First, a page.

If you’ve been reading this blog for a while, you’re well aware of my longtime fascination with the Middle East. You might also know out of all the countries in the Middle East and North Africa, Israel and Iran interest me the most. (There’s probably a number of reason’s why this is so, but since I already discussed this in a post last May I wont go into it right now.) And while Rose City Reader’s European Reading Challenge has me scrambling to read stuff from France to Russia and everywhere in between, let’s just say it’s still hard for me to resist good books about Israel or Iran.
I guess that’s why I could not resist grabbing Salar Abdoh’s novel Tehran at Twilight when I came across it one evening at the public library. Heck, not only would it feed my addiction to Middle Eastern literature, but I could apply it towards Kerrie’s Global Reading Challenge. So of COURSE I took it. Seriously people, what choice did I have?
Published in 2014 by the good people at Akashic Books, Tehran at Twilight begins with a simple premise. Up and coming academic and Iranian-American Reza Melak has been asked by his childhood friend Sina to return to the land of his birth to help sort out a complex business matter. But like any good noir tale, things aren’t that simple. Soon Reza is reunited with a mother he thought was long dead, who has matters of her own that require his assistance. These involve helping her mother’s old friend, an elderly Holocaust survivor, originally from Poland, who ultimately wants to be buried in a local Jewish cemetery but technically can’t because she converted to Islam in order to marrying an Iranian. (After first converting to Christianity.) On top of it, his mother wants to immigrate to America, but the Iranian regime is reluctant to help since she’s a former Tudeh member (Communist) and dissident who spent years imprisoned by the mullahs. Upon his arrival in Tehran, Reza is surprised to learn his very secular buddy Sani is now working for the regime’s very religious zealots. Or is he? And why is that lowlife government informant Fani following Reza around day and night?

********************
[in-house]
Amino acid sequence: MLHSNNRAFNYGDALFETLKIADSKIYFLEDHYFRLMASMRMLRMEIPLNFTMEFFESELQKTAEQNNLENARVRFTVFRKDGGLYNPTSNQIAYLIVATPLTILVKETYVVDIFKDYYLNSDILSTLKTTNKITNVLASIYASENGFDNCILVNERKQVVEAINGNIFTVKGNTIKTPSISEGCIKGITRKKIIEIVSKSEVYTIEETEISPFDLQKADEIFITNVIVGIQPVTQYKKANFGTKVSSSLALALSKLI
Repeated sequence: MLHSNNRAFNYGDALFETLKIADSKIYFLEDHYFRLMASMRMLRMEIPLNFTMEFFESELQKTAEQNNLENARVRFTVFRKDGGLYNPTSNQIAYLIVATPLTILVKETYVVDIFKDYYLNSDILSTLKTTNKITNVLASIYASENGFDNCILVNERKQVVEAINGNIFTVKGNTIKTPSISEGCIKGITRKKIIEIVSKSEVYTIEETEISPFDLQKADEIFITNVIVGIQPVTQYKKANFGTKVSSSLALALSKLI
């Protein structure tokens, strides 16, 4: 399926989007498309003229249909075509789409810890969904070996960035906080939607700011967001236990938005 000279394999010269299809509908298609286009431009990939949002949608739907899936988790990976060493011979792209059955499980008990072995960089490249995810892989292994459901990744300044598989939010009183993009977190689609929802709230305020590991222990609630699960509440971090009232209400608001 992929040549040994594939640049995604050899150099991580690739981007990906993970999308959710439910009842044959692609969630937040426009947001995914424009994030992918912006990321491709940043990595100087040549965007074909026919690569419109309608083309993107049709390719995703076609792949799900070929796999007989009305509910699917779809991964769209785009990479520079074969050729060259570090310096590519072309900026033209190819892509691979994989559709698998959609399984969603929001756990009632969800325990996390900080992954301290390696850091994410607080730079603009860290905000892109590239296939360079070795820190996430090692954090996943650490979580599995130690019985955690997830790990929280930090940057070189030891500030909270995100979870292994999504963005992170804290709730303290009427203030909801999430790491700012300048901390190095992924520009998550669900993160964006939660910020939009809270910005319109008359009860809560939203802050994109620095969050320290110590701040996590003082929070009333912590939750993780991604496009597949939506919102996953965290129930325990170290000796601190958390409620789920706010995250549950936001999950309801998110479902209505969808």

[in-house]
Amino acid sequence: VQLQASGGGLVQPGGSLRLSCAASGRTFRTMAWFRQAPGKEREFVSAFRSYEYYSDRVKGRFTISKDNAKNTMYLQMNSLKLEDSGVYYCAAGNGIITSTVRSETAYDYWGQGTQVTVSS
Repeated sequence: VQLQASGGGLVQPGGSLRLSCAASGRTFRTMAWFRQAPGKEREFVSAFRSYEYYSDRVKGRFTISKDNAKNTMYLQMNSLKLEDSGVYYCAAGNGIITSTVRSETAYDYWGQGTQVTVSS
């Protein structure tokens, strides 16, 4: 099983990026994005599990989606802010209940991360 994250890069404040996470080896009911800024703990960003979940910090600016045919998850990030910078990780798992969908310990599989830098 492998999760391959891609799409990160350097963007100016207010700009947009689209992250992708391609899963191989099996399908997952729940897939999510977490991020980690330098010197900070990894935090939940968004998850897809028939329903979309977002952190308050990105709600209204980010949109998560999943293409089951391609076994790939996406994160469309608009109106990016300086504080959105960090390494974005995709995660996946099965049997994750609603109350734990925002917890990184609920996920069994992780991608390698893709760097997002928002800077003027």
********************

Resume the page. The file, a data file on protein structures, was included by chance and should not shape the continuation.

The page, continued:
Abdoh’s Tehran is a mean and gritty place. It’s a world of corrupt clerics, wraith-like heroin addicts and dead-end neighborhoods so tough the police treat them as no-go areas. One would think a novel about Iran would be solely revolve around theocratic machinations and geopolitical conflict. Instead, Tehran at Twilight is a story of about greed, deception and murky moral choices. In other words, classic noir.